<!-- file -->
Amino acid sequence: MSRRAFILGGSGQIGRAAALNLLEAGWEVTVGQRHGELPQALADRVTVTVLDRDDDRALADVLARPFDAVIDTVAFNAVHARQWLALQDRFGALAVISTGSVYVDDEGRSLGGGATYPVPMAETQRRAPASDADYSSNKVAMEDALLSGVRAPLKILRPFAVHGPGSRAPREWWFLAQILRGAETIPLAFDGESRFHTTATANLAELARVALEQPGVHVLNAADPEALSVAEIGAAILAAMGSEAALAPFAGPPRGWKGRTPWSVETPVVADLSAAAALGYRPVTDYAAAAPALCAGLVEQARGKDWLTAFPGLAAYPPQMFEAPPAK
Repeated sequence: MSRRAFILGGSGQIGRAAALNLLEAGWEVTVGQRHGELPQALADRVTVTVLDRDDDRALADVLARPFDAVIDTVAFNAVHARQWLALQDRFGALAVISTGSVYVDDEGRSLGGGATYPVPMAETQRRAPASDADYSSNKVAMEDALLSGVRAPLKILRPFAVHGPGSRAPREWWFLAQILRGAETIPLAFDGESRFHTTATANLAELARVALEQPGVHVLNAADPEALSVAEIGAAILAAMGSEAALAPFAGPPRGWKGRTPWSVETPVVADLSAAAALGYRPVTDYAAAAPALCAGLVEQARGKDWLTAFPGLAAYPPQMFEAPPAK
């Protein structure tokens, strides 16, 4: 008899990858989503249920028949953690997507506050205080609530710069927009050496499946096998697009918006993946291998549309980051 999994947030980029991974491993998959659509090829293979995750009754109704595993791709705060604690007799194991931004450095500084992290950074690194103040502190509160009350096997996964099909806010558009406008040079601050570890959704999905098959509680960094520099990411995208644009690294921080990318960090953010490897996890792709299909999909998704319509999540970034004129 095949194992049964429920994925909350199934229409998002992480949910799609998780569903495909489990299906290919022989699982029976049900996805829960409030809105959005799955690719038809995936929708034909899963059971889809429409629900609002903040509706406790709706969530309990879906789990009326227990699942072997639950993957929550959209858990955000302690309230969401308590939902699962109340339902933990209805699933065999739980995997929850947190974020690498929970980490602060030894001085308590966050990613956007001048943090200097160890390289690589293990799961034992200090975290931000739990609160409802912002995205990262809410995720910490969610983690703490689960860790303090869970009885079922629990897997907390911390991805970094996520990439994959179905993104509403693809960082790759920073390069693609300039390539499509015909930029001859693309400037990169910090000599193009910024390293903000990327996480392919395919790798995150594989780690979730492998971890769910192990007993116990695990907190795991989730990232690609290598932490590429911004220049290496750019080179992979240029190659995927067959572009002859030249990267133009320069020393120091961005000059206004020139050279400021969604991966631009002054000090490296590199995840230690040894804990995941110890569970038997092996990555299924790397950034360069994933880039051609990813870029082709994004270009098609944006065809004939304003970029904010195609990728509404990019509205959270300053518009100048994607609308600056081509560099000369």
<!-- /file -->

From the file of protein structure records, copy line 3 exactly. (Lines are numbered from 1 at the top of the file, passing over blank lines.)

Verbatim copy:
């Protein structure tokens, strides 16, 4: 008899990858989503249920028949953690997507506050205080609530710069927009050496499946096998697009918006993946291998549309980051 999994947030980029991974491993998959659509090829293979995750009754109704595993791709705060604690007799194991931004450095500084992290950074690194103040502190509160009350096997996964099909806010558009406008040079601050570890959704999905098959509680960094520099990411995208644009690294921080990318960090953010490897996890792709299909999909998704319509999540970034004129 095949194992049964429920994925909350199934229409998002992480949910799609998780569903495909489990299906290919022989699982029976049900996805829960409030809105959005799955690719038809995936929708034909899963059971889809429409629900609002903040509706406790709706969530309990879906789990009326227990699942072997639950993957929550959209858990955000302690309230969401308590939902699962109340339902933990209805699933065999739980995997929850947190974020690498929970980490602060030894001085308590966050990613956007001048943090200097160890390289690589293990799961034992200090975290931000739990609160409802912002995205990262809410995720910490969610983690703490689960860790303090869970009885079922629990897997907390911390991805970094996520990439994959179905993104509403693809960082790759920073390069693609300039390539499509015909930029001859693309400037990169910090000599193009910024390293903000990327996480392919395919790798995150594989780690979730492998971890769910192990007993116990695990907190795991989730990232690609290598932490590429911004220049290496750019080179992979240029190659995927067959572009002859030249990267133009320069020393120091961005000059206004020139050279400021969604991966631009002054000090490296590199995840230690040894804990995941110890569970038997092996990555299924790397950034360069994933880039051609990813870029082709994004270009098609944006065809004939304003970029904010195609990728509404990019509205959270300053518009100048994607609308600056081509560099000369």